8Dio provides you with just about everything you need to make this library work for you. I did say it’s deep. There are literally thousands of combinations and arrangements possible of the existing phrases and percussion loops. I doubt very seriously that anyone would ever run out of runway using these libraries properly.
On top of it, they recorded at least 22 different native sub-styles of latin salsa, with thousands of different phrases and motifs. You can mix and match the different styles and their phrases with relative ease to make something unique if that’s what you want. Or you can stay within a particular salsa style. Your choice! You also have the legendary 8Dio effects section that gives you pretty much everything you need from EQ to Delay to spice up or mangle the sampled phrases. Hybrid industrial salsa anyone?
I won’t go into too many details about the various buttons and articulations available. The 8Dio site has some great walk-throughs and the manuals are quite informative.
So how does it sound? In a few words, pretty darned good! All the instruments were beautifully recorded with multiple mic positions available for some. The phrases in volumes 1 and 2 were recorded in 6 keys (3 major and 3 minor) and are all improvised. There’s also chord inversions and runs to keep things interesting. So, in essence you’re getting 6 improvised different versions of each phrase. No danger of repeating yourself…unless that’s what you want.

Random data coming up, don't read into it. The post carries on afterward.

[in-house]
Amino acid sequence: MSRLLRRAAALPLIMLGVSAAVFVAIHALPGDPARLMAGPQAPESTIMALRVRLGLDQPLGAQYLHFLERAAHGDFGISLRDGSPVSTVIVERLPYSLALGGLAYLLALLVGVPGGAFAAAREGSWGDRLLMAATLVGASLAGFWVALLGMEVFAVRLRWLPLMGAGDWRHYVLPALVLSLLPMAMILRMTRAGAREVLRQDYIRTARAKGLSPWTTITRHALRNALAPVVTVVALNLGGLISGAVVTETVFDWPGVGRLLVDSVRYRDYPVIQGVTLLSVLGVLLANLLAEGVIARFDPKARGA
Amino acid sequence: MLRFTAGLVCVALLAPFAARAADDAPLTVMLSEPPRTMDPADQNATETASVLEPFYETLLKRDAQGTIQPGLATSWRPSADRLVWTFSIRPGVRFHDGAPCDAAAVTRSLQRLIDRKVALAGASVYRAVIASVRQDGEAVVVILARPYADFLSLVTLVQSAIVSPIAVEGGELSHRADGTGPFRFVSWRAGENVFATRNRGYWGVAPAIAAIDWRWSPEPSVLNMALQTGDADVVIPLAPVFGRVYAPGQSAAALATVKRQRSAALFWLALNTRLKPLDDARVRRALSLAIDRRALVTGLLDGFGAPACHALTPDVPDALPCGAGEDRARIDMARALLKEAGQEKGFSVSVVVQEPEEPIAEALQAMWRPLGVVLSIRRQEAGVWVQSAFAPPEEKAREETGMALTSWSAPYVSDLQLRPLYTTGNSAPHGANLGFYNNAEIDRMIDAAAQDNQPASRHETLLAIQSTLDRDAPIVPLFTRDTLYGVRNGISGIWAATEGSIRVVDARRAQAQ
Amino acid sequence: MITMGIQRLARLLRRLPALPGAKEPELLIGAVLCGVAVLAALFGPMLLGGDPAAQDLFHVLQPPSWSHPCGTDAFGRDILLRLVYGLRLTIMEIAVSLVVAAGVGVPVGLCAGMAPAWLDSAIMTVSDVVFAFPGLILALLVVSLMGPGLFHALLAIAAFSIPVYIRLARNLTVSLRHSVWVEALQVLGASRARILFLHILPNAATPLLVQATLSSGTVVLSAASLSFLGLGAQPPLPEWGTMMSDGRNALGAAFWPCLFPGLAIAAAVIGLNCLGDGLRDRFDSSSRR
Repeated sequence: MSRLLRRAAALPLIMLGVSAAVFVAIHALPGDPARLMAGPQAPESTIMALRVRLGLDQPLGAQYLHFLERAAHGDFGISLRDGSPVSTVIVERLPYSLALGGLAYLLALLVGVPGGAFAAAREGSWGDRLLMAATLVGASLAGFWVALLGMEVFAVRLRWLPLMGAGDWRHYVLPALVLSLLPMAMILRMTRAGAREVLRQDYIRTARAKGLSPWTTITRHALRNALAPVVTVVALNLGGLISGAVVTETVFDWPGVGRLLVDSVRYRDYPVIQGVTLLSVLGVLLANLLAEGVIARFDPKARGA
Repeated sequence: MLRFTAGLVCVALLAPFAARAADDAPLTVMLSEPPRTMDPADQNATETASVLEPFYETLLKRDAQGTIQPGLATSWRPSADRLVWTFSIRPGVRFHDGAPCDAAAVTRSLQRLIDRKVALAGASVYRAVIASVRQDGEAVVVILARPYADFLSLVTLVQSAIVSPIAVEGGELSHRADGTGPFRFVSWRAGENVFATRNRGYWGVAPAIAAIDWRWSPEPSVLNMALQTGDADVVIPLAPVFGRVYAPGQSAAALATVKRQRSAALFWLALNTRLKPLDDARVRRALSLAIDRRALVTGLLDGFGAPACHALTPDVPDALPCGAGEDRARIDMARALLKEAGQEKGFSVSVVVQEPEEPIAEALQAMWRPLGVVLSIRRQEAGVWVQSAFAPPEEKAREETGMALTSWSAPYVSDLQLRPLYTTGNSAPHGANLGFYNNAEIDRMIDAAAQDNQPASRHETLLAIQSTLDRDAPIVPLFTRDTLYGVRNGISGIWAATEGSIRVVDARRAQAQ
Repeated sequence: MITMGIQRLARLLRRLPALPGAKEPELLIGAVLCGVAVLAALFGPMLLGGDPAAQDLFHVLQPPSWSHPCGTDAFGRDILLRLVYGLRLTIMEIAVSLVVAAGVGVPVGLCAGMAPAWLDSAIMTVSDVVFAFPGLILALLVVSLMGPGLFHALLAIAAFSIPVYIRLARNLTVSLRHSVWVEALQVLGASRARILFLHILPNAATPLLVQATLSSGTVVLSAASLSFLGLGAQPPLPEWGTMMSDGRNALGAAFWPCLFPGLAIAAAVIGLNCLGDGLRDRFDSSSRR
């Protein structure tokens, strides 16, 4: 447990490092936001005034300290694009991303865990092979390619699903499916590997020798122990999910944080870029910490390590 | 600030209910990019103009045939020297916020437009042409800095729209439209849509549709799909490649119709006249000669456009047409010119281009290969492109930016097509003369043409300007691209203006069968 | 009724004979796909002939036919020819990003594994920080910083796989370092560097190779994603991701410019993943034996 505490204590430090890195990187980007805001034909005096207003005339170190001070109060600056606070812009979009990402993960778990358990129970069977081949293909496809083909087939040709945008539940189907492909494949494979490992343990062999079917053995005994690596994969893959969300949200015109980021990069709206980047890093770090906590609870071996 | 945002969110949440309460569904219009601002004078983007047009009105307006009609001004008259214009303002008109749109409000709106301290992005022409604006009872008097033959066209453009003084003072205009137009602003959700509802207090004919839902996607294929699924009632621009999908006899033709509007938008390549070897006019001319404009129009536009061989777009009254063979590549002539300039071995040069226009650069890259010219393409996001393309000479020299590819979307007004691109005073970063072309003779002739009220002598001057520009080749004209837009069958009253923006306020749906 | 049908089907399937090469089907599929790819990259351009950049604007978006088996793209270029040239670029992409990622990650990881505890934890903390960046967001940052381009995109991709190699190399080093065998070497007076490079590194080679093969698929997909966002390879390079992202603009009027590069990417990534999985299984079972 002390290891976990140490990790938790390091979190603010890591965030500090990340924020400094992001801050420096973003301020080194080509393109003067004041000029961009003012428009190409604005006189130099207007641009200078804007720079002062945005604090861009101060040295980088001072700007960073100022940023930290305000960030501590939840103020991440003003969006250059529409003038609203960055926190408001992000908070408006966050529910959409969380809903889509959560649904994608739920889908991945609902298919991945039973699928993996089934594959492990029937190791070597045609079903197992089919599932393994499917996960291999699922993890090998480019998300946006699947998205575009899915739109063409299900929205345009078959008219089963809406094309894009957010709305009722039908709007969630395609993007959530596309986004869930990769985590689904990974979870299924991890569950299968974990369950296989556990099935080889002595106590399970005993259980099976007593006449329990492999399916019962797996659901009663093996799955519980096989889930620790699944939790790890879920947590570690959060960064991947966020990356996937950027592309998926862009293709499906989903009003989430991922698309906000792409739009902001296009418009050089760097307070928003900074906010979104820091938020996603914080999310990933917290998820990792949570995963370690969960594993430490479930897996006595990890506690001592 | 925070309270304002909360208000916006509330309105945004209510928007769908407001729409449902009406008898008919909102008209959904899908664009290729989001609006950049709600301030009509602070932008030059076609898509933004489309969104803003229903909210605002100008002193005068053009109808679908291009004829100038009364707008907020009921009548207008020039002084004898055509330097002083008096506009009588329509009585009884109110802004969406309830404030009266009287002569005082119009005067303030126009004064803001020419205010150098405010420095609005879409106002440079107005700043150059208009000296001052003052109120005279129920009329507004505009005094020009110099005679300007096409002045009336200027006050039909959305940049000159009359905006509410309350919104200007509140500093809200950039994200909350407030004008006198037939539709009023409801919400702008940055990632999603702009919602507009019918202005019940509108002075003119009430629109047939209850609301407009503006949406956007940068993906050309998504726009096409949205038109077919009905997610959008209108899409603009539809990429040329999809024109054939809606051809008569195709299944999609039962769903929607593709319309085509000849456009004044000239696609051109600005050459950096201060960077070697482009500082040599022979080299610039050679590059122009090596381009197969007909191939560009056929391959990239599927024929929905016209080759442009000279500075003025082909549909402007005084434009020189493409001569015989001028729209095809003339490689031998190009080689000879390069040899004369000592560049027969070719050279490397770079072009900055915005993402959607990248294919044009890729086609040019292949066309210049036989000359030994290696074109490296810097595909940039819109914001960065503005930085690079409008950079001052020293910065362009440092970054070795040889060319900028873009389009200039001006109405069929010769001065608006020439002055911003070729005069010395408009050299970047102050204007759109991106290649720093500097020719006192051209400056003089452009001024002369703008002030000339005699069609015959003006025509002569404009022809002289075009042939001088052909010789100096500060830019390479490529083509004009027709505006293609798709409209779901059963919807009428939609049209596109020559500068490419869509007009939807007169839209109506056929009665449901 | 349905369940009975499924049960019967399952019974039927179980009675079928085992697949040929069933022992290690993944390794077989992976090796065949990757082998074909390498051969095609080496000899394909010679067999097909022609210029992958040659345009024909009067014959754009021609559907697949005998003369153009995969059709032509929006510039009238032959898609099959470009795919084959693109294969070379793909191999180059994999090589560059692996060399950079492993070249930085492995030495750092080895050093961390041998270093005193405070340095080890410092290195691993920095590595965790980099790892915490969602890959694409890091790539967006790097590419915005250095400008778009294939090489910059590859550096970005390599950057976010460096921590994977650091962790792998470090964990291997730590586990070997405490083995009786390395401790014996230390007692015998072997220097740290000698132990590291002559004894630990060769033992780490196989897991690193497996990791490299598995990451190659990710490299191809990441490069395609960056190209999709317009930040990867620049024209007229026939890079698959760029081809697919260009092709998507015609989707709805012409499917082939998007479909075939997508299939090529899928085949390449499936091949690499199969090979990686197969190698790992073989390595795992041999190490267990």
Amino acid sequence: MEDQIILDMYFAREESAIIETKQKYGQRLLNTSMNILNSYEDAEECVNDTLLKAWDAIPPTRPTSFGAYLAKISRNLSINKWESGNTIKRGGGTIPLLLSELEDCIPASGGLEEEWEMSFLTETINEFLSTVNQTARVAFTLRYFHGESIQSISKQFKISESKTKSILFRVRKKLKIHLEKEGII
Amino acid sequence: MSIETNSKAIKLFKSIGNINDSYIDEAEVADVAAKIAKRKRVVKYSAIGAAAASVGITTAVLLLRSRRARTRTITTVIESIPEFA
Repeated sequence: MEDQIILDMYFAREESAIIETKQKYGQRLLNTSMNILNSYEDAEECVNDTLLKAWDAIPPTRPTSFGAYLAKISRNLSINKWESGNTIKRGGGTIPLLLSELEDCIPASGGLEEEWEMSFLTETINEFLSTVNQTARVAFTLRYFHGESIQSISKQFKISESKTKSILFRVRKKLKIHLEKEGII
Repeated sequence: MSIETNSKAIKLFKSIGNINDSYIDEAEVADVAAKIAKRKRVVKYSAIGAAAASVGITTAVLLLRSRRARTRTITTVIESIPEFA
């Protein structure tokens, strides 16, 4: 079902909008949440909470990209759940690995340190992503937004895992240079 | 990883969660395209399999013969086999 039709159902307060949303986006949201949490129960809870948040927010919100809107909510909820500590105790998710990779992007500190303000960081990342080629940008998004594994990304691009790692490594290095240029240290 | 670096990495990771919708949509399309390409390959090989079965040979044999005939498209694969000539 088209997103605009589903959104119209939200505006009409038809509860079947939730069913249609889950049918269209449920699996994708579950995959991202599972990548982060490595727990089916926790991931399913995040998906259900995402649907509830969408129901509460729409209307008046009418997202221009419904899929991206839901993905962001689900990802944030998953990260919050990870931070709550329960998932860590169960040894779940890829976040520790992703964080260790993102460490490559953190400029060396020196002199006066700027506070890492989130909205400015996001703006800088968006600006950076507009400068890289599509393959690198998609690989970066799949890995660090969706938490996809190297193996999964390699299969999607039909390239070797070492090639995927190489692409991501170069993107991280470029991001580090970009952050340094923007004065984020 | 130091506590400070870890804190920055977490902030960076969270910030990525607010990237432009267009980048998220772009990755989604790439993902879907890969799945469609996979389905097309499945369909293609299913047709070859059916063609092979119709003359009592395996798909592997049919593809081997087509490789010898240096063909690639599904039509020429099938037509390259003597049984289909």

There’s even a 4 voice vocal section that gives you those rhythmic Spanish backing phrases that add a real latin groove. They can be soloed, combined or panned. While they sound great, there’s only 5 phrases per volume to choose from. (Volume 3 has no vocal or phrases) And there are no female vocals at all. That may not matter much, but in my mind female voices add something to latin music. There’s some great female salsa singers out there! This seems like a bit of an oversight to me.